331.5E + 00281.5E + 00331.5E + 00291.1E + 00301.8E + 0041.2E + 00241.2E + 00112.1E + 00342.8E + 00192.5E + 00131.3E + 00342.5E + 00191.5E + 0011.5E + 00
81.5E + 00331.5E + 00111.6E + 0081.1E + 0022.0E + 00201.3E + 0051.2E + 00342.3E + 0082.9E + 0082.7E + 00351.3E + 00192.6E + 00131.5E + 00131.5E + 00
71.7E + 0071.6E + 00271.7E + 00101.1E + 00282.1E + 00301.3E + 0041.2E + 00192.5E + 00133.0E + 00343.2E + 00201.7E + 00114.1E + 00111.9E + 00141.6E + 00
351.7E + 00271.7E + 0071.7E + 0051.1E + 0082.3E + 0081.4E + 0081.2E + 00143.9E + 00113.0E + 00133.5E + 00281.8E + 00334.3E + 00262.6E + 0041.6E + 00
201.7E + 0041.7E + 00201.7E + 00241.2E + 00192.3E + 0061.4E + 00111.2E + 00334.3E + 00143.9E + 00263.6E + 0011.8E + 00144.7E + 00183.4E + 00241.6E + 00
271.7E + 00261.7E + 0041.7E + 0041.2E + 00342.5E + 00351.4E + 00281.2E + 0014.4E + 00264.1E + 00283.7E + 00341.8E + 0015.8E + 00333.8E + 00351.7E + 00
41.7E + 00201.8E + 00261.7E + 00281.2E + 00182.7E + 00191.4E + 00141.2E + 0085.8E + 00334.3E + 00143.9E + 00141.9E + 00187.7E + 00143.9E + 00261.7E + 00
261.7E + 00241.8E + 00241.8E + 00141.2E + 00272.7E + 0021.4E + 00271.2E + 00266.0E + 00284.4E + 00334.3E + 00262.0E + 0089.4E + 0064.1E + 00201.7E + 00
241.8E + 00351.8E + 00191.8E + 00271.2E + 00262.8E + 00291.5E + 0011.2E + 00356.3E + 0014.4E + 0014.4E + 00242.0E + 00321.1E + 0144.3E + 00341.8E + 00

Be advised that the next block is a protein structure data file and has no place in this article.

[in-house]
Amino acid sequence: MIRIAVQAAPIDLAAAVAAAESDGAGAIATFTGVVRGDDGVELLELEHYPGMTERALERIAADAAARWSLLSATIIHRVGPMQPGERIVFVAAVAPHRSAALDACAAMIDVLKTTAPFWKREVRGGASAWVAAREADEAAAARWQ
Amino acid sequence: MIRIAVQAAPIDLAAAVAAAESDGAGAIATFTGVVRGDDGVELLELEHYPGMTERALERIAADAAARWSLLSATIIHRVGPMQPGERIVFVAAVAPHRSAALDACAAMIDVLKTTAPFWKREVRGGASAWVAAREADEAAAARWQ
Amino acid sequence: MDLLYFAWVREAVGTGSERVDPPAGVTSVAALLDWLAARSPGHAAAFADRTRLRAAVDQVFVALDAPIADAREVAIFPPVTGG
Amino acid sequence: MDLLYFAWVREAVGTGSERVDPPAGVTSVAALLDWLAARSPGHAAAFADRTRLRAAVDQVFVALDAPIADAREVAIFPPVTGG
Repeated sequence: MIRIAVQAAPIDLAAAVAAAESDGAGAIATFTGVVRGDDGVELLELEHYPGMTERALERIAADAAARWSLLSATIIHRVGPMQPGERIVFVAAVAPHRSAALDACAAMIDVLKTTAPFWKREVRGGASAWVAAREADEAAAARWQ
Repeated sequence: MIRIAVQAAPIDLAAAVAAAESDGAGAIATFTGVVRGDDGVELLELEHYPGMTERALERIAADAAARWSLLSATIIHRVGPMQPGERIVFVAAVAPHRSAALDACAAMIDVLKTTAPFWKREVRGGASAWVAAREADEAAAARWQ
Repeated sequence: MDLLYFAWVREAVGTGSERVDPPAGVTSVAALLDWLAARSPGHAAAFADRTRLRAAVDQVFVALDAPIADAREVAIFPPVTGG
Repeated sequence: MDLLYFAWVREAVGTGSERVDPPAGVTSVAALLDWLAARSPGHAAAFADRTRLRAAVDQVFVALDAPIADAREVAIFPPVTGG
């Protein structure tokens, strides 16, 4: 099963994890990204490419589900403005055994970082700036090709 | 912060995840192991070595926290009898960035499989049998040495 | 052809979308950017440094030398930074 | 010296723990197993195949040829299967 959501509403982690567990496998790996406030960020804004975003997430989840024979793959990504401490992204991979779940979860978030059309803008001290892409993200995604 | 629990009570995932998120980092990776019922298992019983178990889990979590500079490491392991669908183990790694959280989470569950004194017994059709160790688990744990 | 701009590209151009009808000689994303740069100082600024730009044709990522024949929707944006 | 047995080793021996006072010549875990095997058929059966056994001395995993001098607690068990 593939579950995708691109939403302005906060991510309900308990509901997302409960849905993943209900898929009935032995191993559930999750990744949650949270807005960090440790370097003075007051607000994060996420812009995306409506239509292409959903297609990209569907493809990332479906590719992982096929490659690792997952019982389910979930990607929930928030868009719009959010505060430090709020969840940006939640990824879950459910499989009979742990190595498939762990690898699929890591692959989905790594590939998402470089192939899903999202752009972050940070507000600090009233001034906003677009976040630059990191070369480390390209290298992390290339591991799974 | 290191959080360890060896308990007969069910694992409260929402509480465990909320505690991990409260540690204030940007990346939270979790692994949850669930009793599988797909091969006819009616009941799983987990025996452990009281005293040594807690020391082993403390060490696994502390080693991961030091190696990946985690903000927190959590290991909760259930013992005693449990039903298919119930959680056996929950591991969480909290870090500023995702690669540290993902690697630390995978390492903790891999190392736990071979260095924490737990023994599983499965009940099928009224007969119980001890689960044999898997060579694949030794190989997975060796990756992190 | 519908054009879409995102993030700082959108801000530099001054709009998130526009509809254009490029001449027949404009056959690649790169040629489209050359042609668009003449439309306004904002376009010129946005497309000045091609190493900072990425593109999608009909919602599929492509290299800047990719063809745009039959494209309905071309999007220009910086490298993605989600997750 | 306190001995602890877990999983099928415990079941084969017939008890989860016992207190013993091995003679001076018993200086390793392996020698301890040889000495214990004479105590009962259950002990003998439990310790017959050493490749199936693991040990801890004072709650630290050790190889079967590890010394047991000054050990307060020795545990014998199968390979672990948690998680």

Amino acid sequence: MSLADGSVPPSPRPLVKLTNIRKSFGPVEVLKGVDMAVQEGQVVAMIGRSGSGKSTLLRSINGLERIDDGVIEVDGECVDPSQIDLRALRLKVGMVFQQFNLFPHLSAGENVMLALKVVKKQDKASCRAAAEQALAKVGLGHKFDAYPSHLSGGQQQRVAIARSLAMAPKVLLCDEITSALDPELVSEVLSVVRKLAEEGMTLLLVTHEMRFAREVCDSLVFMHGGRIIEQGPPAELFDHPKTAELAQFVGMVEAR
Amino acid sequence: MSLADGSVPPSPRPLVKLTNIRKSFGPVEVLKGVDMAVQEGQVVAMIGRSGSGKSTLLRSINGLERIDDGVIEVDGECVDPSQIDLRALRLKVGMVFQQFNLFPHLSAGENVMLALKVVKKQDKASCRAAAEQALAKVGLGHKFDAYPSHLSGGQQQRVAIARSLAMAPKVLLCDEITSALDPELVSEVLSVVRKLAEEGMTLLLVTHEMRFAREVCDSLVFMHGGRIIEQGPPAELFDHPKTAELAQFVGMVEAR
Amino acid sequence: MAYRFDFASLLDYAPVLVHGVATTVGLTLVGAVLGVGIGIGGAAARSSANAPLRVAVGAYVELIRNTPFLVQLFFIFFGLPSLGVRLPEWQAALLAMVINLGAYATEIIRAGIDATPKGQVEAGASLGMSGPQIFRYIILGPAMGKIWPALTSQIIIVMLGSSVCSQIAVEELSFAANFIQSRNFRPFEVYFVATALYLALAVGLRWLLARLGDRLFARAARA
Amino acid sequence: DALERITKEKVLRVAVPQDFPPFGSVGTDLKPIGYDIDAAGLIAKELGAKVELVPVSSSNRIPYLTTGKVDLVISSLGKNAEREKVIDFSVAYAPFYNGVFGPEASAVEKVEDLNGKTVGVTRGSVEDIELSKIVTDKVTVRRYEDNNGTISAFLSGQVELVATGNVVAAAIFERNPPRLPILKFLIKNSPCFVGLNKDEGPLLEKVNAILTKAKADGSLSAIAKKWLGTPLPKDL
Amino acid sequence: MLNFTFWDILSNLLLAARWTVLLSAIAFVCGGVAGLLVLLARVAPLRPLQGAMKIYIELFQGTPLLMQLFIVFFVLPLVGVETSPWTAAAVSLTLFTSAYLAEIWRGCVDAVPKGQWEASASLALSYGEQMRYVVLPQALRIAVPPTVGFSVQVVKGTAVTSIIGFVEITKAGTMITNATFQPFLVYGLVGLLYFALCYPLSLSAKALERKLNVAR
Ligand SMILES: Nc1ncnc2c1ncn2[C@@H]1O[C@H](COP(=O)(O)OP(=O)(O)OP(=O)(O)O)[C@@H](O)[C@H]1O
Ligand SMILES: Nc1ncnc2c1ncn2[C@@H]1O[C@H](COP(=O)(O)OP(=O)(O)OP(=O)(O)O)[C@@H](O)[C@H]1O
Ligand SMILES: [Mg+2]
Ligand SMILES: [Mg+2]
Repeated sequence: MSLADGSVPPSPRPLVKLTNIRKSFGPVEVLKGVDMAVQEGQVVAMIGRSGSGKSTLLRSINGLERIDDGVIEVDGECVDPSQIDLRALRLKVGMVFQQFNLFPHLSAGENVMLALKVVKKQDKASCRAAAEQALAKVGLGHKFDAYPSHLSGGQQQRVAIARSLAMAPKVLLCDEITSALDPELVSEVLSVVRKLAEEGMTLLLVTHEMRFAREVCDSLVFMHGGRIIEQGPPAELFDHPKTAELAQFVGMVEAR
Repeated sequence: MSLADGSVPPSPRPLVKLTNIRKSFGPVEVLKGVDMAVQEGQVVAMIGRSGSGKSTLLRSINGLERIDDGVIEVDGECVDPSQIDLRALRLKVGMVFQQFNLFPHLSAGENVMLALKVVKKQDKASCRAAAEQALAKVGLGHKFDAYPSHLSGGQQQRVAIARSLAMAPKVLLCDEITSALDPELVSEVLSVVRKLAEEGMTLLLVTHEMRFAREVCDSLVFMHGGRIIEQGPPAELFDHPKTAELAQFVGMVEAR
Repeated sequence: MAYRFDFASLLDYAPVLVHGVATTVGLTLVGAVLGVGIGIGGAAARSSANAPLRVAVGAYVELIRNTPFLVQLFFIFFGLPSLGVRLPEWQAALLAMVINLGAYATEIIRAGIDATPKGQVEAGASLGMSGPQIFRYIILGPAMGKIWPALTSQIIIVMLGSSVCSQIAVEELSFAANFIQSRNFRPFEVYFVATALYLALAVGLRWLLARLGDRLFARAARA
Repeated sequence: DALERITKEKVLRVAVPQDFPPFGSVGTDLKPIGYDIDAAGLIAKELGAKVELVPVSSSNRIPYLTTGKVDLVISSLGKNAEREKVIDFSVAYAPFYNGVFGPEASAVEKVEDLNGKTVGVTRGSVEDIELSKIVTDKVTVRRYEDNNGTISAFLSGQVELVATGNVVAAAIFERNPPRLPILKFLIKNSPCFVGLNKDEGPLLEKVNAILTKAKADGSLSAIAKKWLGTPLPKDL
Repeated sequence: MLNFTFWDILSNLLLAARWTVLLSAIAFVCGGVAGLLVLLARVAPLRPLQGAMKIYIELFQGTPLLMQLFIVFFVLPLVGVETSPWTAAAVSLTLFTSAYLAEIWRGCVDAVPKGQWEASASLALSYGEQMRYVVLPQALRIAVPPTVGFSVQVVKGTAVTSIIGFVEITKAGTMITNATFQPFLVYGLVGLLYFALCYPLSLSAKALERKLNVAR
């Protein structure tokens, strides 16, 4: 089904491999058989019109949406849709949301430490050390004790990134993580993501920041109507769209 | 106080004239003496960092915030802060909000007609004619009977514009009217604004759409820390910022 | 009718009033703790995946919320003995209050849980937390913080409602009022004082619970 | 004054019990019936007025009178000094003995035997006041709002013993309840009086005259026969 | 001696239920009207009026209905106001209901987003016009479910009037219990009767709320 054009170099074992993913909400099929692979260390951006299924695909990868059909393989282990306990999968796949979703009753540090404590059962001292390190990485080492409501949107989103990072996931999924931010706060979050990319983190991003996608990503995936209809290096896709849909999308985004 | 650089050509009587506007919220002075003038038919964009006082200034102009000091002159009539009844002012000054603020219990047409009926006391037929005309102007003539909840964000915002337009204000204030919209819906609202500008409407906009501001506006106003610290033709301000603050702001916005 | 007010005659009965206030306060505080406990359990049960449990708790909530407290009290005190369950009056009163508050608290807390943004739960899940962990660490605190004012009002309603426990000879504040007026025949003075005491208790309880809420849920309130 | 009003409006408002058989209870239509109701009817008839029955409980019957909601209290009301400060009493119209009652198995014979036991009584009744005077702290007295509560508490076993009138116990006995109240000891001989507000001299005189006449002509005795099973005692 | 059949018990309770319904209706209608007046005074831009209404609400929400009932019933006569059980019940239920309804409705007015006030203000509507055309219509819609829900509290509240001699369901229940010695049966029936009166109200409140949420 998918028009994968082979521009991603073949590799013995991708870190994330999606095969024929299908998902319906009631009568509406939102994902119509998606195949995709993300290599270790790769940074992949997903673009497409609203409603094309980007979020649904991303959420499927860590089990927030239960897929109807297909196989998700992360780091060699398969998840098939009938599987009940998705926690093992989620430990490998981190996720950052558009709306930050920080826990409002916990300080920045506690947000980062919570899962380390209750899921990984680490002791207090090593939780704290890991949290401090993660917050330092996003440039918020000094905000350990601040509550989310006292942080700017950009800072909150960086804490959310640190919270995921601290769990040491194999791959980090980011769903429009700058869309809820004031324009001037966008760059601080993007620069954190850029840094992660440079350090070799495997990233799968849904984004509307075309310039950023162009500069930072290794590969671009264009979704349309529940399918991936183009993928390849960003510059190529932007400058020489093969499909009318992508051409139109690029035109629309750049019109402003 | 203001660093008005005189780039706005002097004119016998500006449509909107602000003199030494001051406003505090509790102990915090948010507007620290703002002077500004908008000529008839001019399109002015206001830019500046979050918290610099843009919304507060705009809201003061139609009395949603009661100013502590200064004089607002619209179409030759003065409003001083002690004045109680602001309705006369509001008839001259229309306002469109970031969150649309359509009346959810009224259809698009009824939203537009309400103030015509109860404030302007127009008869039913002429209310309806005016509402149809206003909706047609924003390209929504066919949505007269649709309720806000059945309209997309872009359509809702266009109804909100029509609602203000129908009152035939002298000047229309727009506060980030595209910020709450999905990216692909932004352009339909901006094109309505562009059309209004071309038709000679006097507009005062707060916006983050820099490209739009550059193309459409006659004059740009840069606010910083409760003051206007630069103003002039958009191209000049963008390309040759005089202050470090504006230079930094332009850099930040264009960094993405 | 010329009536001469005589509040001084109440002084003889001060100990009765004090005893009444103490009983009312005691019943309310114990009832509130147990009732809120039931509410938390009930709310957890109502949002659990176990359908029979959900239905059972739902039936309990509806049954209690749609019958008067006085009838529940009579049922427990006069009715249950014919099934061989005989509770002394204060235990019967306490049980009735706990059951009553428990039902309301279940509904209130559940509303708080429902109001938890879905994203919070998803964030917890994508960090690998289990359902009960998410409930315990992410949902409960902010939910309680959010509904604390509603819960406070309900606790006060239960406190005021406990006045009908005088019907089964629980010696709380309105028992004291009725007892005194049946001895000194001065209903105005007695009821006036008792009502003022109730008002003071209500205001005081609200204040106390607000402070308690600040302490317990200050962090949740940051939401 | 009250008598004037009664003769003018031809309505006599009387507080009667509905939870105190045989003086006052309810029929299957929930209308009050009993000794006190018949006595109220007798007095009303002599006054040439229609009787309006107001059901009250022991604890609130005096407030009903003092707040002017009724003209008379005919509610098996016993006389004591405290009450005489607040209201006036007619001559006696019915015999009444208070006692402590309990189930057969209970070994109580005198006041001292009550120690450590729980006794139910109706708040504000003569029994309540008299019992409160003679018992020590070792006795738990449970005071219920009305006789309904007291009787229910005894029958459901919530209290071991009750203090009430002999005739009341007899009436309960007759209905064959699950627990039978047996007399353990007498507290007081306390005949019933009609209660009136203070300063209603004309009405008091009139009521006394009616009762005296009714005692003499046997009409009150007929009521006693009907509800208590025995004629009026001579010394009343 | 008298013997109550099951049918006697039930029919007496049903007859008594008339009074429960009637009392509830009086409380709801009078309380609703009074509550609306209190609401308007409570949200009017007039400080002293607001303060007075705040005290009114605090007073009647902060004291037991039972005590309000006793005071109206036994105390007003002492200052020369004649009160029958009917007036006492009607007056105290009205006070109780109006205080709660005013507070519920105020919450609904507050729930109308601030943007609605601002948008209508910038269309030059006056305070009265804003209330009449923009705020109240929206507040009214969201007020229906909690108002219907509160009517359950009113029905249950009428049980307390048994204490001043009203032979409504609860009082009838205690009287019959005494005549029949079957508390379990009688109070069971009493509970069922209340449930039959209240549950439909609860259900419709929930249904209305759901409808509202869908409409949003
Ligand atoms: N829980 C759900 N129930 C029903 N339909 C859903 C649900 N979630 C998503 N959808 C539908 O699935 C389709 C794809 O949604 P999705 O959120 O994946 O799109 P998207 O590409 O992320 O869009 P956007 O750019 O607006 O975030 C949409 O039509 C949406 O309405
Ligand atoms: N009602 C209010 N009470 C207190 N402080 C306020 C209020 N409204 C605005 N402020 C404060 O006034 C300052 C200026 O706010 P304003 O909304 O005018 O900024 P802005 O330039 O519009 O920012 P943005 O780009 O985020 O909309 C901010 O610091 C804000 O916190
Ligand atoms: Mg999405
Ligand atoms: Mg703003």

191.8E + 00141.9E + 00141.9E + 0011.2E + 0042.9E + 0071.5E + 00261.2E + 0046.6E + 0046.5E + 0046.5E + 0042.0E + 0041.1E + 0114.4E + 00111.9E + 00
141.9E + 00192.0E + 00351.9E + 00261.2E + 00243.1E + 00331.5E + 00311.3E + 00247.3E + 00247.4E + 00247.4E + 0082.0E + 00261.3E + 01354.9E + 00192.0E + 00
12.0E + 0012.0E + 0012.0E + 00311.3E + 00143.3E + 00341.5E + 0031.3E + 00187.7E + 00187.7E + 00188.1E + 00192.1E + 00281.5E + 01285.2E + 00312.2E + 00
342.0E + 00342.1E + 00342.1E + 0031.3E + 00353.3E + 0051.6E + 00101.4E + 00288.0E + 00351.0E + 01359.5E + 00102.3E + 00351.7E + 0185.5E + 0032.3E + 00
222.2E + 00222.2E + 00222.2E + 00171.4E + 00223.8E + 00241.8E + 00171.4E + 00329.8E + 00321.1E + 01321.2E + 01313.1E + 00243.3E + 01326.4E + 00292.4E + 00
102.2E + 00172.3E + 00292.5E + 00191.5E + 0013.8E + 00141.9E + 00191.5E + 0061.5E + 0161.5E + 0161.4E + 0133.3E + 00176.1E + 01246.8E + 0052.5E + 00
172.3E + 00312.5E + 0032.5E + 00221.5E + 00174.4E + 00171.9E + 00221.5E + 00171.8E + 01171.8E + 01211.6E + 01293.4E + 00216.6E + 01271.1E + 0183.1E + 00
312.4E + 00292.5E + 00312.5E + 00331.5E + 0064.6E + 00221.9E + 00331.5E + 00271.8E + 01271.9E + 01171.7E + 0153.4E + 00108.4E + 01171.5E + 01173.4E + 00
32.5E + 0032.5E + 0052.5E + 00201.5E + 00214.9E + 0012.0E + 00201.5E + 00102.2E + 01213.1E + 01272.0E + 01334.3E + 00151.1E + 02251.8E + 0164.0E + 00
292.5E + 0052.5E + 0062.7E + 0071.6E + 00315.9E + 00102.0E + 0071.6E + 00213.1E + 01313.6E + 01313.8E + 01174.4E + 0061.5E + 02102.1E + 01334.3E + 00
52.5E + 00182.6E + 00172.7E + 00341.6E + 00106.0E + 00312.2E + 00341.6E + 00313.3E + 0133.8E + 0133.8E + 0164.6E + 00221.6E + 02212.3E + 01106.0E + 00
182.6E + 00102.7E + 00102.9E + 0061.8E + 00326.2E + 00182.2E + 0061.8E + 0033.8E + 01154.2E + 01154.1E + 01327.1E + 00272.9E + 0253.0E + 01326.5E + 00
62.7E + 0062.7E + 00213.4E + 00152.2E + 0036.4E + 0032.5E + 00152.2E + 0054.8E + 0154.8E + 01294.8E + 01187.5E + 00314.3E + 02313.2E + 01187.5E + 00
213.1E + 00213.1E + 00183.5E + 00212.2E + 0057.7E + 00252.5E + 00212.2E + 00154.9E + 01295.1E + 0154.8E + 01219.2E + 00256.2E + 02153.4E + 01217.8E + 00
323.6E + 00324.2E + 00254.3E + 00322.3E + 00157.9E + 00212.7E + 00322.3E + 00255.3E + 01255.3E + 01255.2E + 01251.2E + 01296.7E + 02293.4E + 01259.8E + 00